Adams sells the Milan convincingly and ends up rotating his leg like a top. The throw doesn’t go that way, but it will be very good. It’s a nice contrast to a concept the Packers run around so often. They’ve had some nice success in the past, and it’s always a pleasure to see it.

Crush (7 attempts, 5.1 YPA, 2 TDs)

On the face of it, this is a concept that appears to be tailored to this exact area of ​​the field. The concept of reading high and low doesn’t need a home run, so you can only hit the bottom track in space each time if coverage gives you it.

Although they got 2 TDs out of this — pegging it as second-highest TDs in the high red on a single concept in 2021 — the Packers didn’t have the consistent success with the concept I expected of them. For the most part, the four shortcomings were the result of covering up the initial reading, and the rush breaking through the line before Rodgers could find another option.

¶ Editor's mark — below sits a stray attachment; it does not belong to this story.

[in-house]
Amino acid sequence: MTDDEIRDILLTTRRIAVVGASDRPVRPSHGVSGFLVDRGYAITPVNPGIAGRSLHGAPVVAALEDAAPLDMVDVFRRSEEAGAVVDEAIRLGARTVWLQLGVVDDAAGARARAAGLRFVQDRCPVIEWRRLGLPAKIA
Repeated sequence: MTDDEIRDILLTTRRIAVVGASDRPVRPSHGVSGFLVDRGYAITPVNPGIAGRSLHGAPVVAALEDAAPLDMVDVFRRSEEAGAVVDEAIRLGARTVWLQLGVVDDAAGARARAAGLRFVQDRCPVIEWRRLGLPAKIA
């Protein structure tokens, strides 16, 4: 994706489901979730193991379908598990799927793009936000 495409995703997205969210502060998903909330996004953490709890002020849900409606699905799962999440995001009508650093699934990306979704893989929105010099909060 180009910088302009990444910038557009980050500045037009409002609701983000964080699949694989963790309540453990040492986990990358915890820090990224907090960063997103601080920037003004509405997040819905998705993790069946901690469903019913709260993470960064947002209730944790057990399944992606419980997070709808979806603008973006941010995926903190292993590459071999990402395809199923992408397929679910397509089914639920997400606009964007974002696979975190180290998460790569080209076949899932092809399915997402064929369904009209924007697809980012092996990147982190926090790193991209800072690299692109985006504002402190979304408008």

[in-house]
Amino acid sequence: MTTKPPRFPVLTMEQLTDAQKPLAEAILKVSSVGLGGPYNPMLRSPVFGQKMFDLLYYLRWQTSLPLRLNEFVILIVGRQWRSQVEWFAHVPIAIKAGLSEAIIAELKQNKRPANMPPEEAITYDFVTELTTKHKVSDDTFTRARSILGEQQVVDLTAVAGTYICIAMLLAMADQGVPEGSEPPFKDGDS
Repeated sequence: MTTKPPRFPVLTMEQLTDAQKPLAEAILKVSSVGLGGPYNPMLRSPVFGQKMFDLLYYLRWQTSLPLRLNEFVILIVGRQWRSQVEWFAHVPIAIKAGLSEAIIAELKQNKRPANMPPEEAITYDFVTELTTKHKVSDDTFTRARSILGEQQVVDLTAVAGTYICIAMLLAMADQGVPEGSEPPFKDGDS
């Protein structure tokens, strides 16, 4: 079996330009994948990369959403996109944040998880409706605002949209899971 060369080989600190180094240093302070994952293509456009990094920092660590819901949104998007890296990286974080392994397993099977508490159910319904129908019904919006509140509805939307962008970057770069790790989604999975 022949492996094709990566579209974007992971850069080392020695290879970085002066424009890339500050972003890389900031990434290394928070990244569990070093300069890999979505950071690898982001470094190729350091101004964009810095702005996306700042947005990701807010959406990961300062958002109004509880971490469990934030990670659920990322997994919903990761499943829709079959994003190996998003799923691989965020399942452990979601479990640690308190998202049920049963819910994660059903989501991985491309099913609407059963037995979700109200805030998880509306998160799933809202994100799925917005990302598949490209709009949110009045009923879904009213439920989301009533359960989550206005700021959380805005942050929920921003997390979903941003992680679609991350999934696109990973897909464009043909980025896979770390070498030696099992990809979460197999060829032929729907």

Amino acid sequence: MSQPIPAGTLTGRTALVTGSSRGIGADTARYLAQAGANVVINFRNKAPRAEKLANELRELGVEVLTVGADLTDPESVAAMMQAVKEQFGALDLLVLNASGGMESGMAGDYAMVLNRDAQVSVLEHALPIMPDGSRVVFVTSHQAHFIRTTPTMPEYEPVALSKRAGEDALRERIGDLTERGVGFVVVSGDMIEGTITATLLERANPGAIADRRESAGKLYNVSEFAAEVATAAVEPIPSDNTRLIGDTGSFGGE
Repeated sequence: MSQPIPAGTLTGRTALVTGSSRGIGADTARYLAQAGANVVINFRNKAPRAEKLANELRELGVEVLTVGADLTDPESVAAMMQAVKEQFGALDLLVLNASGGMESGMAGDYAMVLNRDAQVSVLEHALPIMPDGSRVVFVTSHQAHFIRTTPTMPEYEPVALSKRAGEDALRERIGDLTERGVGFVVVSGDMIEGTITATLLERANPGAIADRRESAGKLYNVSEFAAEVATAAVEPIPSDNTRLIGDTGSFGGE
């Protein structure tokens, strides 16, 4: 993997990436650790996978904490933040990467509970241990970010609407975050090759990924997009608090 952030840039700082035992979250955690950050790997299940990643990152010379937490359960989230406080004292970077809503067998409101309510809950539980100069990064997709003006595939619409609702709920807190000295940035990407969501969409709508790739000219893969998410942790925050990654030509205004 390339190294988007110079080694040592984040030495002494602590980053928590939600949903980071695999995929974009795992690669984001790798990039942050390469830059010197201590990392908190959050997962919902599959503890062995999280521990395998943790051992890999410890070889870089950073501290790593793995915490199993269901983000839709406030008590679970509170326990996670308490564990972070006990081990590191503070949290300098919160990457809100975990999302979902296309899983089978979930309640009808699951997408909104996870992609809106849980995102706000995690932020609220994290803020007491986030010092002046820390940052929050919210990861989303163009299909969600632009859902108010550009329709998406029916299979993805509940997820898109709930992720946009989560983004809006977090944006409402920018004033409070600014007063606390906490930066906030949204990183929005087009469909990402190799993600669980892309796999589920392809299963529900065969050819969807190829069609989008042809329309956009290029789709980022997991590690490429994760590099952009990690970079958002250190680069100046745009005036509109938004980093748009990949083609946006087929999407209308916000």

What I love about the completions is that they all went different ways. In the first segment, it goes to Adams on the short road, and runs on a whip road from the outside. In the second clip, he goes to Allen Lazard on TD’s Corner Road. In the third clip, the Packers turn on Smash out of Trips, and Adams loses a slashing/hesitating track out of the slot.

Double China / Dusty (2 attempts, 13.0 YPA, 1 TD)

Double China (or “dusty,” as you’ve seen it called) is a close relative of Smash. Maybe more like a brother. The concept is basically the same, but instead of having one short road, there are two overlapping roads down the corner road. The Packers ran this twice in the high red in 2021, both coming up against the 49ers in Week 3. In the first clip, Rodgers had to walk away from the concept and found Adams behind. In the second clip, the defense was aligned a little differently so he could shoot the MVS on the corner road for a touchdown (one of my favorite throws of the year).